When you're having a stressful day and frustrated by the more extreme and hostile elements of social media, it's important to remember Bill Murray exists.
Bill Murray exists.
Say his name out loud right now. Murray. Let that soothing, low, om-like "Mrrr" bleed into the "Ree." He is all the good things about social media—the unlikely but compelling stories, the strange obsessions, the sometimes clever but always clicky headlines—without the negative, and without personally interacting with social media. He is the wise, aging sprite we all want to hang out with now, and we all want to be someday. And he is a man of his word most of all, so if you ask him for an autograph and he says he'll throw you into a swimming pool in exchange, you damn well better believe he is going to do just that. "That's the kind of guy I am."
Throw that story onto the ever-expanding pile of classic Bill Murray stories. Murray sat down with Vanity Fair for a long cover piece about his career, his return to comedy, his upcoming Christmas special, the oddness of fame, the beauty of George Clooney, and more. Murray has a famously high tolerance for allowing the public a glimpse of the real Murray (see: his Reddit AMAs, which were filled with revealing tidbits about himself), but this piece is unusually intimate, probably because it was written by Murray's best friend, producer Mitch Glazer.
Among other things, Murray explained the impetus for his return to comedy, which apparently was inspired by a conversation with film critic Elvis Mitchell nearly a decade ago:
Mitchell was concerned that Murray had done a string of somber roles and that it was affecting his life, actually hurting his life.
Murray turns down the SteelDrivers on the radio. “Well, it was very generous of him to say, ‘Look, your life is very melancholy right now and you’re doing melancholy movies. So what do you think’s gonna happen? It’s just gonna get worse.’ Which is what was happening. For years I’d been thinking, ‘Gosh, I’d really like to be funny again.’ You know? ‘I’d really like to go and be funny again.’ Because it’s like writing. If you can write, you need to write. And if you can be funny, you need to be funny.”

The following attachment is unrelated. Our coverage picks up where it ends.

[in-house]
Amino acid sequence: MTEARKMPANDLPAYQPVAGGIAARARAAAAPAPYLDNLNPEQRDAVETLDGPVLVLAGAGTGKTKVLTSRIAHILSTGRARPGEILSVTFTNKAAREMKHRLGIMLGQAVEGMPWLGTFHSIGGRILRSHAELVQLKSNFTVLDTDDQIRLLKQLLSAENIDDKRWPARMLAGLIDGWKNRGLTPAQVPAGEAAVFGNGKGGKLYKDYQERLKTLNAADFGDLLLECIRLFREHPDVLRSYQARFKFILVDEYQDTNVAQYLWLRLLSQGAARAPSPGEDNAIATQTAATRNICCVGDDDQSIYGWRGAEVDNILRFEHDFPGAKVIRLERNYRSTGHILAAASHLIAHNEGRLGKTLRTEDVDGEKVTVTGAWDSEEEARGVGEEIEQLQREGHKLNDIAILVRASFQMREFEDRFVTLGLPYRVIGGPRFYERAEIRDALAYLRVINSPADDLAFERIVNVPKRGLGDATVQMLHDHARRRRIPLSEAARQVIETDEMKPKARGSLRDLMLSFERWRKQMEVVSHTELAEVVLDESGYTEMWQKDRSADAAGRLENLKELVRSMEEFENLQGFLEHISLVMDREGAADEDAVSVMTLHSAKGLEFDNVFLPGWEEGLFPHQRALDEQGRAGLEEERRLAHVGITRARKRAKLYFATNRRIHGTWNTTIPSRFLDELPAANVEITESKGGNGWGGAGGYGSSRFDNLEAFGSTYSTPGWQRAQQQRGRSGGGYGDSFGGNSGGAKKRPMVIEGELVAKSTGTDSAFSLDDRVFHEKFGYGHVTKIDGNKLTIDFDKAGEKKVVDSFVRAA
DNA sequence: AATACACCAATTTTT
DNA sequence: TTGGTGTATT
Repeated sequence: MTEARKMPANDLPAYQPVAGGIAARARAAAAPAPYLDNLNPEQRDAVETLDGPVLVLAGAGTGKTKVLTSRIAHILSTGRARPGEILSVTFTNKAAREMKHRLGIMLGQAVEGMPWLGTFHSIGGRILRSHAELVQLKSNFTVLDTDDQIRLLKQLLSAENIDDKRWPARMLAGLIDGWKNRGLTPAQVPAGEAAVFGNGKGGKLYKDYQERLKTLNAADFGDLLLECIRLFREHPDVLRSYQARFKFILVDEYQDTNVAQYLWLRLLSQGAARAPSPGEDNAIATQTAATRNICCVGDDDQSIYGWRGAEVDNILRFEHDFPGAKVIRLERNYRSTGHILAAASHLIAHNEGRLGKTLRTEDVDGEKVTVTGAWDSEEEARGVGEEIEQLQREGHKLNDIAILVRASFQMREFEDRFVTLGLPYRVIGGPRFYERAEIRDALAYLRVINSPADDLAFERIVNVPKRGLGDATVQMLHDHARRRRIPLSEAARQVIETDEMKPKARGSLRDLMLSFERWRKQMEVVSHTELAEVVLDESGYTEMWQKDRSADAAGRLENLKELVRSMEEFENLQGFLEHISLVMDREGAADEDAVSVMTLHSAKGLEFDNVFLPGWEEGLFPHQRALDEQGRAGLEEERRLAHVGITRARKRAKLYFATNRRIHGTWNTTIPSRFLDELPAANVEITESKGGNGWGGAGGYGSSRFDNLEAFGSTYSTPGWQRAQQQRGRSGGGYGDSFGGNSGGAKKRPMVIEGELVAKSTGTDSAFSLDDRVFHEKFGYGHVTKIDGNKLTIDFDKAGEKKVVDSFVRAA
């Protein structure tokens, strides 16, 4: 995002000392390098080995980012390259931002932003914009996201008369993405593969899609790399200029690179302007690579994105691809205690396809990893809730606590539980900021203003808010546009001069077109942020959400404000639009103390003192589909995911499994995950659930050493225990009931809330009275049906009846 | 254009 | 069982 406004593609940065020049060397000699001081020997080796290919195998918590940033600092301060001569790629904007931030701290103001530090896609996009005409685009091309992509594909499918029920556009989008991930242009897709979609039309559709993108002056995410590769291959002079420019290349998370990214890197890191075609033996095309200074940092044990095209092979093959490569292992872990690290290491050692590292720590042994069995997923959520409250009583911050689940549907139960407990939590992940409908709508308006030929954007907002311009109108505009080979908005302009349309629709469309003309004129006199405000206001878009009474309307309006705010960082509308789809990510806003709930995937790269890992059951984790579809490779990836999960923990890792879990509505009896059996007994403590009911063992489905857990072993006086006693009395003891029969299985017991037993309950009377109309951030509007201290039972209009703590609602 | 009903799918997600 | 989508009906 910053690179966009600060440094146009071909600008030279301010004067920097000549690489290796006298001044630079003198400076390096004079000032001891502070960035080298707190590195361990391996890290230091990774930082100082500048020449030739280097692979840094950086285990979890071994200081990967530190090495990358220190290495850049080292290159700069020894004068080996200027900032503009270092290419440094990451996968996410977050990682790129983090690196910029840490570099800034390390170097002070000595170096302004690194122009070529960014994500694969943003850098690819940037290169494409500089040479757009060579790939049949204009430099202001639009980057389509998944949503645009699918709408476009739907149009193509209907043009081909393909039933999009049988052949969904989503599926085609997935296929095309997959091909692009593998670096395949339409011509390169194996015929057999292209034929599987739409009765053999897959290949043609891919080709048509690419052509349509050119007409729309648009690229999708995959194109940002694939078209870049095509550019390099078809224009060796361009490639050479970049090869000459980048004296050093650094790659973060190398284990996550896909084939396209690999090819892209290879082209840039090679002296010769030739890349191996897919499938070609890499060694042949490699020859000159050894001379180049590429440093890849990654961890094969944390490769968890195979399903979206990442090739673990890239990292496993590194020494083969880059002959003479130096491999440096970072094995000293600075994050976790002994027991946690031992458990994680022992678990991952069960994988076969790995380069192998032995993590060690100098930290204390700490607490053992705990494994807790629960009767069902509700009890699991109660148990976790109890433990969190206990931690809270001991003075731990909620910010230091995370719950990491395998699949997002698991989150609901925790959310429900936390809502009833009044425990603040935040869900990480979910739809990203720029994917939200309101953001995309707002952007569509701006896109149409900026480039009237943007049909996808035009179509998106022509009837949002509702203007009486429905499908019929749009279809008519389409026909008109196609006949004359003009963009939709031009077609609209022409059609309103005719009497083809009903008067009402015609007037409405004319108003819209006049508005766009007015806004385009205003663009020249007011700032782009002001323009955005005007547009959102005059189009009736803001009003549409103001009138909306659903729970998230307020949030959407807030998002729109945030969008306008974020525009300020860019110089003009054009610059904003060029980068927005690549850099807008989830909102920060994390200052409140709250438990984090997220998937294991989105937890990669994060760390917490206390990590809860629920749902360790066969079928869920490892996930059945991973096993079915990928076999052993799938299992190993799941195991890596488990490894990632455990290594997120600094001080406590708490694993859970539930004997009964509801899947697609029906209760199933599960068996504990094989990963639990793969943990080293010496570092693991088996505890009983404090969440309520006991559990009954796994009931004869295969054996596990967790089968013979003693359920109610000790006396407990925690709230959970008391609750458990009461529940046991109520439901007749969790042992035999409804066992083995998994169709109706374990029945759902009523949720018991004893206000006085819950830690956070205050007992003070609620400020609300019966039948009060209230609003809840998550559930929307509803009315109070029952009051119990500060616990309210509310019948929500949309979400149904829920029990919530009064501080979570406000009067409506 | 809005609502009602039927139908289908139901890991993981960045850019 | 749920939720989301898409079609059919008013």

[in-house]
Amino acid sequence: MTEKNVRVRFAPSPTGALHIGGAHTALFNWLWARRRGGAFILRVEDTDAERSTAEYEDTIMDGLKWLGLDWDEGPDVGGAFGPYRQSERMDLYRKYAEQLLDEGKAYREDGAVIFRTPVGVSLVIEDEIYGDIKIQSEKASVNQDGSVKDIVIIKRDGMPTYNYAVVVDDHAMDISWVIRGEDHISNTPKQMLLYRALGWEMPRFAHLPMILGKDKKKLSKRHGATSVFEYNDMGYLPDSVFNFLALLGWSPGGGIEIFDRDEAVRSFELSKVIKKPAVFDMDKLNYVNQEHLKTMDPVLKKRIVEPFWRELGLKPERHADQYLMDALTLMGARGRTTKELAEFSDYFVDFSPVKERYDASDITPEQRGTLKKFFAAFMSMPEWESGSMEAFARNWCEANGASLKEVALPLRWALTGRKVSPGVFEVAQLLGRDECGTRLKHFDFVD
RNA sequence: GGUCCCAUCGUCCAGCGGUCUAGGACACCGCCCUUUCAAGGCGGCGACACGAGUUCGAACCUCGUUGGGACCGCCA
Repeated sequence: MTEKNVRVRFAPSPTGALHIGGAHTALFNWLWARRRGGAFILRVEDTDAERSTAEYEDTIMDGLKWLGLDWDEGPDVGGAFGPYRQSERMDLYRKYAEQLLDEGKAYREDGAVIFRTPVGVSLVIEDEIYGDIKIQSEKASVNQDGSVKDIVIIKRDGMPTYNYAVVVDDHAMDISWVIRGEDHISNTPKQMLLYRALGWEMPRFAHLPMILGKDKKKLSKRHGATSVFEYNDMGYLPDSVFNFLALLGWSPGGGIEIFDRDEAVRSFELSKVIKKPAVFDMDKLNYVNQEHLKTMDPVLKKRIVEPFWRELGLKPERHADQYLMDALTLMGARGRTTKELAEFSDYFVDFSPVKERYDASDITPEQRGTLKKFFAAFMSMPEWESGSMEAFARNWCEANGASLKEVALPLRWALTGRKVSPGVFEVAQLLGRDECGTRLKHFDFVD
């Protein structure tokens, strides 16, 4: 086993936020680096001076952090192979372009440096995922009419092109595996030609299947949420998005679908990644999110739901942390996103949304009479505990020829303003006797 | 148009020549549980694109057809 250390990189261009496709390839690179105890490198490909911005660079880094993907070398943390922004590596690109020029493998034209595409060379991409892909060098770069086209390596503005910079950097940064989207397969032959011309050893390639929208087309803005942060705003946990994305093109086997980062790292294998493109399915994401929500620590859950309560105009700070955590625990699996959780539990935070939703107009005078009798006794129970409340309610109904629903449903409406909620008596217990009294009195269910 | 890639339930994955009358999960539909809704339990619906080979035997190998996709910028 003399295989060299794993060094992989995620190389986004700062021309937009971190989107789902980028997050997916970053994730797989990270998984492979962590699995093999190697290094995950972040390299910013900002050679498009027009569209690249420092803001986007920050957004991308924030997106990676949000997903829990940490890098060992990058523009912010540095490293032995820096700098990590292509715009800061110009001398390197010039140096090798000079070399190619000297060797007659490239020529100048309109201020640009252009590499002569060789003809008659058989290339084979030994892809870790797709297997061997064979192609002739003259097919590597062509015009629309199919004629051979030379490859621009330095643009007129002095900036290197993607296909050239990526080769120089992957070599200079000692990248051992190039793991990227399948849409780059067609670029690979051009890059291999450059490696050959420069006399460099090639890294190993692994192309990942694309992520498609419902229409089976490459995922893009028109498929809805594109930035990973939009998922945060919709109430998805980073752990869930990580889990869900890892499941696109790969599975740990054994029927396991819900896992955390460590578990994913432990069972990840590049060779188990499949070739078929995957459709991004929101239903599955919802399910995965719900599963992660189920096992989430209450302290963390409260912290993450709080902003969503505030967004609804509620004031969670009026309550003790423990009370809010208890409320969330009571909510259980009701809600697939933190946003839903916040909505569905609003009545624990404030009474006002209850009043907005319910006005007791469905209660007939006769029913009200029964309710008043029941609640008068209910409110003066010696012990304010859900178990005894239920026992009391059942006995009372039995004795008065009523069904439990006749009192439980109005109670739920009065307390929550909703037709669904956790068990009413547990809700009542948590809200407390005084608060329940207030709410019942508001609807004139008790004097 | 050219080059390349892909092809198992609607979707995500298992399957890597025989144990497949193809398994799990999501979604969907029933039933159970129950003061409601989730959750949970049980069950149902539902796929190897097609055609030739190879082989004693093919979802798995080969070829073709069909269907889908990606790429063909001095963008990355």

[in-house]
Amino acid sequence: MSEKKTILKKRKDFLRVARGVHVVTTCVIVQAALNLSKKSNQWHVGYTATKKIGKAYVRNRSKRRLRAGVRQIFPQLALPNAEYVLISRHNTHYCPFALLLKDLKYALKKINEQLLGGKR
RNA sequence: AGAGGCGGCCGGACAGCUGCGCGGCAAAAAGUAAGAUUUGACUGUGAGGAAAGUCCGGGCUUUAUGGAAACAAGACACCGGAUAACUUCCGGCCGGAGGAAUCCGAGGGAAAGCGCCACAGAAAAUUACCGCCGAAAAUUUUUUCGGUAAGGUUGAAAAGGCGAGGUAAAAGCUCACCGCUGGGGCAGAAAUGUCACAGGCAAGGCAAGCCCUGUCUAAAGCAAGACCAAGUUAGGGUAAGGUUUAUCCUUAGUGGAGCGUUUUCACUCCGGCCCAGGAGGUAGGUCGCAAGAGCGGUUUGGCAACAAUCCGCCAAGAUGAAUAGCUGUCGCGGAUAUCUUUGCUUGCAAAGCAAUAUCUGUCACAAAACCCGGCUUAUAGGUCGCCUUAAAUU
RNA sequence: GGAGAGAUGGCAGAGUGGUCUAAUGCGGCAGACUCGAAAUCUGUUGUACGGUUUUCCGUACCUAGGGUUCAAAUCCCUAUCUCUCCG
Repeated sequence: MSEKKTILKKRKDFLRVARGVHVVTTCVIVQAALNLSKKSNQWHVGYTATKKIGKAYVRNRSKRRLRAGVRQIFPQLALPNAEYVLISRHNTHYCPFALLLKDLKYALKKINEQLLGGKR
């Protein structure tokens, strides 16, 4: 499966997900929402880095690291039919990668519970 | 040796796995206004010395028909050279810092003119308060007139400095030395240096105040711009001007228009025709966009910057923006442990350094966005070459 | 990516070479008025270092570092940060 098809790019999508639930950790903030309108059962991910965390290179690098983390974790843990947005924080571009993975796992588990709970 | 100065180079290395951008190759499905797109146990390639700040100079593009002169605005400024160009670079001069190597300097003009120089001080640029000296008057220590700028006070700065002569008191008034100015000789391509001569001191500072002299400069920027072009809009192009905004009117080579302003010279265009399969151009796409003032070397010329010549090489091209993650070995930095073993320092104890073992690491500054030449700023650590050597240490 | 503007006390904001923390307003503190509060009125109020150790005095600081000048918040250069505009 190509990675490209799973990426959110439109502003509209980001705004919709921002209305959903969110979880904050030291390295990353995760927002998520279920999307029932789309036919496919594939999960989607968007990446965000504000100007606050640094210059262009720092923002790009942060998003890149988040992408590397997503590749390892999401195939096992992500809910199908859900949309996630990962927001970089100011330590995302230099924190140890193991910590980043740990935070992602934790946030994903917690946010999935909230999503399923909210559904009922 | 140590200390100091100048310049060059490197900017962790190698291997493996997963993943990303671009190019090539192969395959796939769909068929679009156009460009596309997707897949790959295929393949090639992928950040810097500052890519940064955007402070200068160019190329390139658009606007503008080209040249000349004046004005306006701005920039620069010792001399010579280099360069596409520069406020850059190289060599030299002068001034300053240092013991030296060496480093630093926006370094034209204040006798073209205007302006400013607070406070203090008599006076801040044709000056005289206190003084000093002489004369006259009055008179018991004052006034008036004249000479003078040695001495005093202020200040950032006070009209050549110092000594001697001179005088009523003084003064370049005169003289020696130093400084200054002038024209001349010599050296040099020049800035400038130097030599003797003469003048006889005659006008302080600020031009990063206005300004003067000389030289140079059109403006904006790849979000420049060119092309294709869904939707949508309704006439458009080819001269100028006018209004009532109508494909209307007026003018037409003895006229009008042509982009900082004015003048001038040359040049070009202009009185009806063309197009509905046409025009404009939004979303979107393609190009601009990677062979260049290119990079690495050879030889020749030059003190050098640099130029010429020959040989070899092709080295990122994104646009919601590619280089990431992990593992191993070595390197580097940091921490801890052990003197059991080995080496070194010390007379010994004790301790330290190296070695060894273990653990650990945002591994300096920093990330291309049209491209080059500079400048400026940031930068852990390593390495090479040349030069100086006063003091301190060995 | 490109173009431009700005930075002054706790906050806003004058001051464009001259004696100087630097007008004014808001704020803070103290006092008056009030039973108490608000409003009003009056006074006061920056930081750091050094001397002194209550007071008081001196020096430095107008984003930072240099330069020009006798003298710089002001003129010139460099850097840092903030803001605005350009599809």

Here he is on fame and separating his inner voice from his persona:
“You know, being famous is obviously not a Devil’s deal. I love the opportunity to work. It’s the thing I do best. I’m a much better person when I’m working. I’m at my absolute best, because it’s the ultimate terror. It’s the ultimate terror that I will not arrive, the ultimate terror that I am not. You know? That I am not. But I don’t feel that needy for the celebrity part of it. You have your inside voice, and you have your outside voice, like little kids. Well, my outside voice is the ‘Bill Murray’ that people know. And my inside voice is—is me. And sometimes that voice is heard. I can speak it aloud, when I’m really at my best. You can hear my inside voice.”
Glazer asks him at one point how he remains "intact" amidst the fawning Bill Murray industry that has reached new heights in the age of the Internet:
“Well, hell, I’ve been doing this awhile, and I am intact. If you’re still intact, if you’re still viable, it means you’ve been growing somehow. That all of the impressions of life have landed and stuck somewhere. You’ve been able to digest them and transform them into something, you know, that you can work with and live with and carry with you. The stars have shone on me.” But, I ask, can’t your inner self, your true self, be shaken, diminished, compromised, or even stolen from you?
Murray shakes his head. “It can’t be diminished, because it’s supreme. It really is supreme. It can’t be diminished. The only thing is if you don’t listen to it enough, you don’t hear it enough. That voice can’t be diminished. It can only be under-utilized—and mine is under-utilized. Everyone’s is under-utilized. I mean, God, I’m just so shallow, most of my day. You know? Most of my week, most of my month and year and life. But there is this desire, this wish to do better. Not in a competitive sense, but to just arrive, to show up. It’s when you kind of quiet down, slow things down—everything sort of turns back inside and sort of re-settles. Then, maybe, you can hear something.”
There's plenty more where that came from—including lots of behind-the-scenes glimpses at the forthcoming Netflix Christmas special directed by Sofia Coppola—so read the whole piece. Also make sure to check out the video below of Murray goofing around with two models for the photo shoot. As photographer Bruce Weber put it, "When Bill left to go home, everyone on the crew wanted to take a selfie with him. Bill wanted to leave with the red-headed fencer, his blonde dancing partner, and all of my dogs."